Everything All of the Time

Matt Fenton and Yandass Ndlovu
Contact and Lauren Banks
Contact, Manchester

Everything All of the Time Credit: Fotocad
Everything All of the Time Credit: Fotocad
Everything All of the Time Credit: Fotocad

Contact returns after a substantial break when a pause for renovation was extended still further by the pandemic. The theatre has pursued a range of audiences over the years, once linked to the University of Manchester it currently seeks to attract a young, less academic, audience. The Contact Young Company is a practical demonstration of the company’s commitment offering opportunities to youngsters, to quote from Everything All of the Time, "born in boxes" and not expected to aspire towards artistic fulfilment. Reopening the theatre with a performance by the Young Company is, therefore, very much a statement of intent and a re-dedication of purpose.

Everything All of the Time combines modern dance with recitals. It is very much an ensemble piece and does not try to showcase individual performers. The cast are dressed in uniform nondescript exercise clothes. The sense of laid-back anonymity spills over into Yandass Ndlovu’s choreography—a solo utilising a stripper’s dance pole becomes a display of athleticism rather than eroticism.

As one might expect, the pandemic is referenced during the show which opens with a simple welcome to the audience. One of the sequences is entitled "Hands, Face, Space" and throughout there is a sense of relief—the troupe taking the time to hug. Inclusivity is promoted in an understated manner with the cast moving offstage and action taking place within the audience.

Modern dance can resemble simple exercise routines and, indeed, Ndlovu’s choreography does include dances which look very like warm up / combat movements. Ndlovu keeps his powder dry opening with simple movements—the troupe seated and forming shapes with their hands—before progressing to more complex, demanding pieces. This allows a sense of release after confinement to build, the dancing becoming faster and more exciting and the dancers more exuberant. The approach showcases not just the skill of the cast but the potential of the refurbished theatre, gradually removing curtains to reveal the surprising size available and a rear wall perfect for screen projections.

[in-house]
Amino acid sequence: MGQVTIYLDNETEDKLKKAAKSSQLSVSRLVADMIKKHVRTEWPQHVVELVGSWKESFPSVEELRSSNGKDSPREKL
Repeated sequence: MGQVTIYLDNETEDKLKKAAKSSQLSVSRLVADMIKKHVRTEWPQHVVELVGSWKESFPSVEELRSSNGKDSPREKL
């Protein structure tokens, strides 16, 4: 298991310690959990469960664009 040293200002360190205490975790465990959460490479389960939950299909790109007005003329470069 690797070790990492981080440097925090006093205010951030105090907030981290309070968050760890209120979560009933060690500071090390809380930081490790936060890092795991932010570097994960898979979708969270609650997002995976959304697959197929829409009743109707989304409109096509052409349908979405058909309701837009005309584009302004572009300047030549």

It is common for spoken word pieces to be autobiographical. Director Matt Fenton and dramaturg Sam Holley-Horseman take a less conventional approach. The impact of some of the routines arise from what is unsaid as much as what is spoken. A silent, longing look by a cast member adds poignancy to a love monologue spoken by a colleague.

The Young Company even manages to find humour in the pandemic and the balancing of trivial issues with significant events. A verbal summation of the events of the last year is performed in such a cheerful, breathless rush as to resemble a stand-up comedy routine.

Everything All of the Time makes demands of the audience. Anyone hoping to relieve the stress of the pandemic with a simple plot or a show with a beginning, middle and end is out of luck. But then Contact is always about the future as much as the present and by demonstrating the potential of the Contact Young Company they offer a hope of progress which, after the last year, is most definitely welcome.

Reviewer: David Cunningham

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